Looking inside human bodies have come a long way in medical sciences. But in the upcoming future doctors may be able to see absolutely anything and everything going under our skin using just a mere piece of camera.
Scientists have invented this new version of the camera that can help you actually see through the structures inside the human anatomy. With the capacity to detect light sources behind as much as 20 centimetres (8 inches) of bodily tissue, this camera is a handheld X-Ray.
Developed by the researchers at the University of Edinburgh in the United Kingdom, the current prototype is designed to work in conjunction with endoscopes. To let you know, endoscopes are long instruments often equipped with cameras and lights to peer the images inside hollow cavities of the human body.
Endoscopes have been proved a significant tool for medical research and treatments, but till now an endoscopy has to be supported by X-ray scans to confirm exactly where in the body the instrument is looking. However, the invention of this camera nulls the problem.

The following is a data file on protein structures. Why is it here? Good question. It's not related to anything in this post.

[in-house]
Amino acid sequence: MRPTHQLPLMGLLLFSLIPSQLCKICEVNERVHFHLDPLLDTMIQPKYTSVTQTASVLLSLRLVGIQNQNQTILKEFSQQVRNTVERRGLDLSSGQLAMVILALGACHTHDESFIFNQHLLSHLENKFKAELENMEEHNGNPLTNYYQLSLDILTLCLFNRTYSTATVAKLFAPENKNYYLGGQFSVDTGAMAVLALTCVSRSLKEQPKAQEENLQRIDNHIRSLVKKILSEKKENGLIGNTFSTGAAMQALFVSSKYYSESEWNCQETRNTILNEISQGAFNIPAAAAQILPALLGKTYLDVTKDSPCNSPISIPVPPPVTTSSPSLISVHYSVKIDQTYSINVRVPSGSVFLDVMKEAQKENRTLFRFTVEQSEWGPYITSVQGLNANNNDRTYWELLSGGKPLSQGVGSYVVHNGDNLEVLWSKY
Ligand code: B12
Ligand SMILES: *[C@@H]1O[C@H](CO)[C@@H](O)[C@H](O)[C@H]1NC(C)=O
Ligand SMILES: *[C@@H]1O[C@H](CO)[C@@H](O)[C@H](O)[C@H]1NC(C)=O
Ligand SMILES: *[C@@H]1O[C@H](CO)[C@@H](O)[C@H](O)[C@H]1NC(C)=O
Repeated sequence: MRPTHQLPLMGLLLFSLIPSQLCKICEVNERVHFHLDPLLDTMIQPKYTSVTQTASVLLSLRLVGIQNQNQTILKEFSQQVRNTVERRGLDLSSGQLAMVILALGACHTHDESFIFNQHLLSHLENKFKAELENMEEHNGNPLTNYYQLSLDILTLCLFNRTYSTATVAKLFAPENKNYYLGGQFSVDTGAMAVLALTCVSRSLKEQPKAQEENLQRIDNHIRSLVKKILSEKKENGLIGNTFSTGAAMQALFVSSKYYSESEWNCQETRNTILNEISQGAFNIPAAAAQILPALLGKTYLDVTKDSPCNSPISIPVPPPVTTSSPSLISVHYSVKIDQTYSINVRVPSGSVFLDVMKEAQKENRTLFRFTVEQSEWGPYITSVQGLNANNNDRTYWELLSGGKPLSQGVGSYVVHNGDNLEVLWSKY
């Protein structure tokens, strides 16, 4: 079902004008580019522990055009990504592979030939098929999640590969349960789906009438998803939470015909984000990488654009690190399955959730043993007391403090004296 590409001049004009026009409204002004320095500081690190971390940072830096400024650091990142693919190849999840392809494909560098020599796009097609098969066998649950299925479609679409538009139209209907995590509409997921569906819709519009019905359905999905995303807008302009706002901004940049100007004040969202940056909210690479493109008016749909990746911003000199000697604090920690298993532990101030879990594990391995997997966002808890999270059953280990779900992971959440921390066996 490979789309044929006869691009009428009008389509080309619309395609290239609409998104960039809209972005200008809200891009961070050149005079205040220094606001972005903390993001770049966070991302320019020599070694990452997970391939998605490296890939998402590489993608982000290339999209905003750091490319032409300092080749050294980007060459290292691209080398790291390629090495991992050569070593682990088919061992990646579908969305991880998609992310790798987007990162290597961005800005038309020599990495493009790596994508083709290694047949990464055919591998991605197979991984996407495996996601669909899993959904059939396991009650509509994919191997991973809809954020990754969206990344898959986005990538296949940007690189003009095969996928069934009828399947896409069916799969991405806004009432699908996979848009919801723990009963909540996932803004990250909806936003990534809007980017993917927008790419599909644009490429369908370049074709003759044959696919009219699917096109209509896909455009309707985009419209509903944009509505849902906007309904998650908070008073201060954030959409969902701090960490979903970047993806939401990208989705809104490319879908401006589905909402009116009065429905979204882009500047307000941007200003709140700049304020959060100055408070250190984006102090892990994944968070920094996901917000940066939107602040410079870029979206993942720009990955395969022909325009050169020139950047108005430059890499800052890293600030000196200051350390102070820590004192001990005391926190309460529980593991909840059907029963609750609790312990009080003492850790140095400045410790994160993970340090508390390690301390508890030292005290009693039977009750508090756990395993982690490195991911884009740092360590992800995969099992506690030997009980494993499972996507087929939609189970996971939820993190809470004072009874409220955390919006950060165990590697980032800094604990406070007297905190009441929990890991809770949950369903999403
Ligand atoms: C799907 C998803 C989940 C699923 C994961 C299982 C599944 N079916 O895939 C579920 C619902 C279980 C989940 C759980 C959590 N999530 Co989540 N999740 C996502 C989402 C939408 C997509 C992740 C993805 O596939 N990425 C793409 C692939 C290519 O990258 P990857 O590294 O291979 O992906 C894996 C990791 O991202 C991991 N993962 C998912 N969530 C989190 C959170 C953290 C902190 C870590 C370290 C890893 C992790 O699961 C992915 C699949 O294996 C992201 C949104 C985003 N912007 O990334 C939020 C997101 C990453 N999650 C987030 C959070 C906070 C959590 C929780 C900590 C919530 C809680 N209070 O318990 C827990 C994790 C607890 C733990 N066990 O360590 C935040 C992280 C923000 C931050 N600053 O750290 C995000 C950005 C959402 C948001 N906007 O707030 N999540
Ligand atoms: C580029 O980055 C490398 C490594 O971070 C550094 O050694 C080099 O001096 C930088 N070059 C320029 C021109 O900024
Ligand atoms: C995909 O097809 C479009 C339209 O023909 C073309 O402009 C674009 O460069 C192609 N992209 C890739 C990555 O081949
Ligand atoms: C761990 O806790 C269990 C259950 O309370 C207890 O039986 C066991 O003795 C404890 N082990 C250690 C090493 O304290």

The camera’s capacity to detect sources of light inside the body such as the illuminated tip of the endoscope’s long flexible tube will sort out all the problems. Warm thanks to thousand of integrated photon detectors inside the camera.
When photons come into contact with bodily structures, light usually scatters or bounces off the tissue, but the camera’s sensitivity enables it to pick up any tiny traces of light that make it through.
By reconciling light signals that come directly to the camera with scattered photons – which travel long distances and so take longer to reach it – the device can determine where exactly the light-emitting endoscope is placed inside the body.
This technique, which differentiates between scattered and ballistic (direct) photons is called ballistic imaging, and it could help physicians to understand the exact location of the bodily interior they’re looking at with the endoscope – which may be hugely valuable in terms of determining treatments.